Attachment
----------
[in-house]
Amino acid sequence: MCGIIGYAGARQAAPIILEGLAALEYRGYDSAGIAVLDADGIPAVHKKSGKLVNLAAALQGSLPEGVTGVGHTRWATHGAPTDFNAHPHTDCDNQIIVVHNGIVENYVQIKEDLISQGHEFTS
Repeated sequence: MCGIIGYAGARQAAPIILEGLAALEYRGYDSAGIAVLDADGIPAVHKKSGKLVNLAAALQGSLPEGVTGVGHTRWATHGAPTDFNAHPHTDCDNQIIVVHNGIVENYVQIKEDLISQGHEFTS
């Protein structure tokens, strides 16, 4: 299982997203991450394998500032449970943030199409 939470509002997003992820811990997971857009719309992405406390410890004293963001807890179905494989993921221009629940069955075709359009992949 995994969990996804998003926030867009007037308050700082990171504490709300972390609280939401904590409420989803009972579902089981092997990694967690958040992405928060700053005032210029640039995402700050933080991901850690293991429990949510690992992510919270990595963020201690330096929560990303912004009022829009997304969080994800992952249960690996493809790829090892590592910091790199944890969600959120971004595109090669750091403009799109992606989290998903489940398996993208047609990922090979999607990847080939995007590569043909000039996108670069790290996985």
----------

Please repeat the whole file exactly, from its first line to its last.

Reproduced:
[in-house]
Amino acid sequence: MCGIIGYAGARQAAPIILEGLAALEYRGYDSAGIAVLDADGIPAVHKKSGKLVNLAAALQGSLPEGVTGVGHTRWATHGAPTDFNAHPHTDCDNQIIVVHNGIVENYVQIKEDLISQGHEFTS
Repeated sequence: MCGIIGYAGARQAAPIILEGLAALEYRGYDSAGIAVLDADGIPAVHKKSGKLVNLAAALQGSLPEGVTGVGHTRWATHGAPTDFNAHPHTDCDNQIIVVHNGIVENYVQIKEDLISQGHEFTS
């Protein structure tokens, strides 16, 4: 299982997203991450394998500032449970943030199409 939470509002997003992820811990997971857009719309992405406390410890004293963001807890179905494989993921221009629940069955075709359009992949 995994969990996804998003926030867009007037308050700082990171504490709300972390609280939401904590409420989803009972579902089981092997990694967690958040992405928060700053005032210029640039995402700050933080991901850690293991429990949510690992992510919270990595963020201690330096929560990303912004009022829009997304969080994800992952249960690996493809790829090892590592910091790199944890969600959120971004595109090669750091403009799109992606989290998903489940398996993208047609990922090979999607990847080939995007590569043909000039996108670069790290996985």